The sound and the fury told the story on Monday night at Fenway Park -- first when the vicious reaction to Daniel Nava being called out at home plate roared so loud he couldn't hear his manager arguing with the umpire, and then about a half-hour later when a solemn bunch of Red Sox dressed quickly and hurried out of a quiet clubhouse.
It was a frustrating night at the old ballyard for the local team, which couldn't do anything against Rays starter David Price, saw bad baserunning and a blown call cost them the would-be tying run, and ultimately fell to second place after leaving two men on base in the ninth.
But it sure was a fun night, too.
Get past the disappointment, past the wouldas and couldas and shouldas, past the final result -- and take a moment to appreciate what Monday represented for Red Sox Nation. It marked the return of meaningful baseball, something that's been missing in these parts for most of the past two years, but promises to be a prominent part of our sporting lives for at least the next couple months.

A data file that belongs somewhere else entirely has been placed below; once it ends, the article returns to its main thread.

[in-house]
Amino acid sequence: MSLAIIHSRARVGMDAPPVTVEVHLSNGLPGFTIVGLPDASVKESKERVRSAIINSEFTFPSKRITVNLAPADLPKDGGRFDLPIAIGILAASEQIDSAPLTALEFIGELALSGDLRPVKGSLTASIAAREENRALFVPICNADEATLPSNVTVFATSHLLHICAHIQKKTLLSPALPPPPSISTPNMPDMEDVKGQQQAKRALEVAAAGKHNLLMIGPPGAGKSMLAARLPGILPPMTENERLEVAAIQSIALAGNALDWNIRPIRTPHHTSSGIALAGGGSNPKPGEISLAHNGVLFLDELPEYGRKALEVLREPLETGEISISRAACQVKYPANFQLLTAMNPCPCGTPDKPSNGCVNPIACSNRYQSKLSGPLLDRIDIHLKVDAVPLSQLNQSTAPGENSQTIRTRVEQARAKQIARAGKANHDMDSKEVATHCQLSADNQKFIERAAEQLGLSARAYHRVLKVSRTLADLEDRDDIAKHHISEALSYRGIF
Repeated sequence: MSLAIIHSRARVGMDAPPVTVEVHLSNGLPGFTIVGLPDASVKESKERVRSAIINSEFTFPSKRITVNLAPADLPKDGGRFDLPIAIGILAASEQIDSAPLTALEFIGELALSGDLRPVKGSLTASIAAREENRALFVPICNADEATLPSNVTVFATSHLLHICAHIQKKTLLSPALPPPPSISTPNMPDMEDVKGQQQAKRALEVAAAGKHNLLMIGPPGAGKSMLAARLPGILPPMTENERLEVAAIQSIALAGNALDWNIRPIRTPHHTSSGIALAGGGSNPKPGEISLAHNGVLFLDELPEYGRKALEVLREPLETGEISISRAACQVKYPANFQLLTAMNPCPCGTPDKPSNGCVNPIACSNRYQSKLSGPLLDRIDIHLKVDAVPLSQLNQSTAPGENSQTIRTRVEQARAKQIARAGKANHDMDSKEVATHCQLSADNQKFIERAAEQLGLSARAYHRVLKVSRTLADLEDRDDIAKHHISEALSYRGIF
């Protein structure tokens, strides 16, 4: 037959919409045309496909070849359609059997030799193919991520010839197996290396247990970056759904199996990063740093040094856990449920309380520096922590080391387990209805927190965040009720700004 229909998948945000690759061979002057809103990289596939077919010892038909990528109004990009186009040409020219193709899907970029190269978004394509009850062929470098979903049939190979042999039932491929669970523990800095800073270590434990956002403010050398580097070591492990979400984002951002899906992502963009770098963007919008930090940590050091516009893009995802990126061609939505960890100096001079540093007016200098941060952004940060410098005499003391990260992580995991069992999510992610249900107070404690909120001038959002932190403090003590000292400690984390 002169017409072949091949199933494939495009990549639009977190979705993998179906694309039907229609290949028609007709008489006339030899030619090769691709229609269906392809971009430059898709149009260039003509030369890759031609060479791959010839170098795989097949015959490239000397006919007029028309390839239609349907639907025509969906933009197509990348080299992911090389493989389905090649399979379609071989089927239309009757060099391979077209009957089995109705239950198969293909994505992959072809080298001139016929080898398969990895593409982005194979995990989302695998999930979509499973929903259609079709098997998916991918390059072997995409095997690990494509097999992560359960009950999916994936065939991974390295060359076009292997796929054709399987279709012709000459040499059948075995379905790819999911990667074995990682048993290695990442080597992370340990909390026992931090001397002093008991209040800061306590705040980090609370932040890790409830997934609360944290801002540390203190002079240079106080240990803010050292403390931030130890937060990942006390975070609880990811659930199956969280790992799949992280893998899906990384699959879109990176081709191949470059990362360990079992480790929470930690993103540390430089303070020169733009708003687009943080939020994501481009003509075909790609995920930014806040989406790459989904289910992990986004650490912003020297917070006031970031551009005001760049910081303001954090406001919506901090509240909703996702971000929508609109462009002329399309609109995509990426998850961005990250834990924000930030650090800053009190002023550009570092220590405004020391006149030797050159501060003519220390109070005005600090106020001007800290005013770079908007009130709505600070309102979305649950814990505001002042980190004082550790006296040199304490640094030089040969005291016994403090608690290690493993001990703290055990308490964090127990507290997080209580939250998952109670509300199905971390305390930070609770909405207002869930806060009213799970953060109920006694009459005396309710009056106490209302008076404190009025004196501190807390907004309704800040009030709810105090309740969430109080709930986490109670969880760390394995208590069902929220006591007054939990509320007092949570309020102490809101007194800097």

A reminder of just how dynamic and dramatic it can be when your team is good and the games matter, the Rays' 2-1 triumph packed into its nine innings a little bit of everything that makes baseball such a multi-layered, nuanced, beautiful masterpiece when the stakes and intensity are simultaneously raised.
There was the brilliance of Price, who shut down the Sox for the second time in six days by allowing only two hits over 7.1 innings. There was the battling of Felix Doubront, who wasn't sharp, and couldn't figure out why his arm action was so slow, but managed to limit the Rays to two runs over his five innings.